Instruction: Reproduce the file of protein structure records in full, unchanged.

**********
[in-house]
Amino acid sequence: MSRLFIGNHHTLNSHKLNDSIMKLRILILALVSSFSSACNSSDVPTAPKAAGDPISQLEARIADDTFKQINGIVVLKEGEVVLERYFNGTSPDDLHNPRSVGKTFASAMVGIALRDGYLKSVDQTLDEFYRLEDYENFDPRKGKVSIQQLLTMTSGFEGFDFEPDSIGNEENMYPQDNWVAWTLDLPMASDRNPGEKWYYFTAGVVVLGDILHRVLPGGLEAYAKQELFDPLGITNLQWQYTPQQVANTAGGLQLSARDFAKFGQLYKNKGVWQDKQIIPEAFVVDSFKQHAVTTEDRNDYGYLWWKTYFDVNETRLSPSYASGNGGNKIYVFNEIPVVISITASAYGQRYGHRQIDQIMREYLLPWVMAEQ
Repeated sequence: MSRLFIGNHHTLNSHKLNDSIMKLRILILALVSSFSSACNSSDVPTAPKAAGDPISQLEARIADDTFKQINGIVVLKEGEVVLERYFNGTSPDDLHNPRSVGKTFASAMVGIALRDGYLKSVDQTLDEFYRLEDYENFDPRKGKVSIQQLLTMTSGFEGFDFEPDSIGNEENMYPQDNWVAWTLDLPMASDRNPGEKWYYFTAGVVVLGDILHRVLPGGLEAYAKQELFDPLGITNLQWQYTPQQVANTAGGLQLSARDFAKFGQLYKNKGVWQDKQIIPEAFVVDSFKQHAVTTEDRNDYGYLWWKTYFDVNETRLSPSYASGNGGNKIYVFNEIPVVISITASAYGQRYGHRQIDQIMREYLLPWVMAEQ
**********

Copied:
[in-house]
Amino acid sequence: MSRLFIGNHHTLNSHKLNDSIMKLRILILALVSSFSSACNSSDVPTAPKAAGDPISQLEARIADDTFKQINGIVVLKEGEVVLERYFNGTSPDDLHNPRSVGKTFASAMVGIALRDGYLKSVDQTLDEFYRLEDYENFDPRKGKVSIQQLLTMTSGFEGFDFEPDSIGNEENMYPQDNWVAWTLDLPMASDRNPGEKWYYFTAGVVVLGDILHRVLPGGLEAYAKQELFDPLGITNLQWQYTPQQVANTAGGLQLSARDFAKFGQLYKNKGVWQDKQIIPEAFVVDSFKQHAVTTEDRNDYGYLWWKTYFDVNETRLSPSYASGNGGNKIYVFNEIPVVISITASAYGQRYGHRQIDQIMREYLLPWVMAEQ
Repeated sequence: MSRLFIGNHHTLNSHKLNDSIMKLRILILALVSSFSSACNSSDVPTAPKAAGDPISQLEARIADDTFKQINGIVVLKEGEVVLERYFNGTSPDDLHNPRSVGKTFASAMVGIALRDGYLKSVDQTLDEFYRLEDYENFDPRKGKVSIQQLLTMTSGFEGFDFEPDSIGNEENMYPQDNWVAWTLDLPMASDRNPGEKWYYFTAGVVVLGDILHRVLPGGLEAYAKQELFDPLGITNLQWQYTPQQVANTAGGLQLSARDFAKFGQLYKNKGVWQDKQIIPEAFVVDSFKQHAVTTEDRNDYGYLWWKTYFDVNETRLSPSYASGNGGNKIYVFNEIPVVISITASAYGQRYGHRQIDQIMREYLLPWVMAEQ